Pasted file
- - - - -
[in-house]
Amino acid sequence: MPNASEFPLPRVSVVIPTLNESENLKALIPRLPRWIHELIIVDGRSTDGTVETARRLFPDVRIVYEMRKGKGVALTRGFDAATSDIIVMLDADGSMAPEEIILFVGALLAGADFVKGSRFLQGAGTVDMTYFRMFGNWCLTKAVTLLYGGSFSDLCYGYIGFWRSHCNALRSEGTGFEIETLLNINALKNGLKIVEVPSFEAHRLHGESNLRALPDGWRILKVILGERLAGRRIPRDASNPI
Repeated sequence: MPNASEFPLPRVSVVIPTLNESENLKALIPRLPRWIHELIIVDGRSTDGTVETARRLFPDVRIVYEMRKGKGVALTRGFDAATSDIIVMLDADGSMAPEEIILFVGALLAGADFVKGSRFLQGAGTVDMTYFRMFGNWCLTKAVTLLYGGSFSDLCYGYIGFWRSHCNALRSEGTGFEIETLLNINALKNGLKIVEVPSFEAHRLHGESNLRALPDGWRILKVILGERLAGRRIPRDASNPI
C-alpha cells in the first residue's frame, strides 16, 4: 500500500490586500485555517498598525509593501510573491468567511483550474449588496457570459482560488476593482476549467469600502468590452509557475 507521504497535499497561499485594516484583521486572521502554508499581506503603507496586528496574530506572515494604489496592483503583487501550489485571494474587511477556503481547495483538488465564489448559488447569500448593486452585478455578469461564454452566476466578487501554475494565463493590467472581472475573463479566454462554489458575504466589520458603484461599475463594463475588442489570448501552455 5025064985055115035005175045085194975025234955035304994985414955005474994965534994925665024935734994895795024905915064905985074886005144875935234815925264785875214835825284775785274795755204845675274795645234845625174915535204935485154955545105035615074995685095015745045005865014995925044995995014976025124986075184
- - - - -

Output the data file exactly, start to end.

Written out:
[in-house]
Amino acid sequence: MPNASEFPLPRVSVVIPTLNESENLKALIPRLPRWIHELIIVDGRSTDGTVETARRLFPDVRIVYEMRKGKGVALTRGFDAATSDIIVMLDADGSMAPEEIILFVGALLAGADFVKGSRFLQGAGTVDMTYFRMFGNWCLTKAVTLLYGGSFSDLCYGYIGFWRSHCNALRSEGTGFEIETLLNINALKNGLKIVEVPSFEAHRLHGESNLRALPDGWRILKVILGERLAGRRIPRDASNPI
Repeated sequence: MPNASEFPLPRVSVVIPTLNESENLKALIPRLPRWIHELIIVDGRSTDGTVETARRLFPDVRIVYEMRKGKGVALTRGFDAATSDIIVMLDADGSMAPEEIILFVGALLAGADFVKGSRFLQGAGTVDMTYFRMFGNWCLTKAVTLLYGGSFSDLCYGYIGFWRSHCNALRSEGTGFEIETLLNINALKNGLKIVEVPSFEAHRLHGESNLRALPDGWRILKVILGERLAGRRIPRDASNPI
C-alpha cells in the first residue's frame, strides 16, 4: 500500500490586500485555517498598525509593501510573491468567511483550474449588496457570459482560488476593482476549467469600502468590452509557475 507521504497535499497561499485594516484583521486572521502554508499581506503603507496586528496574530506572515494604489496592483503583487501550489485571494474587511477556503481547495483538488465564489448559488447569500448593486452585478455578469461564454452566476466578487501554475494565463493590467472581472475573463479566454462554489458575504466589520458603484461599475463594463475588442489570448501552455 5025064985055115035005175045085194975025234955035304994985414955005474994965534994925665024935734994895795024905915064905985074886005144875935234815925264785875214835825284775785274795755204845675274795645234845625174915535204935485154955545105035615074995685095015745045005865014995925044995995014976025124986075184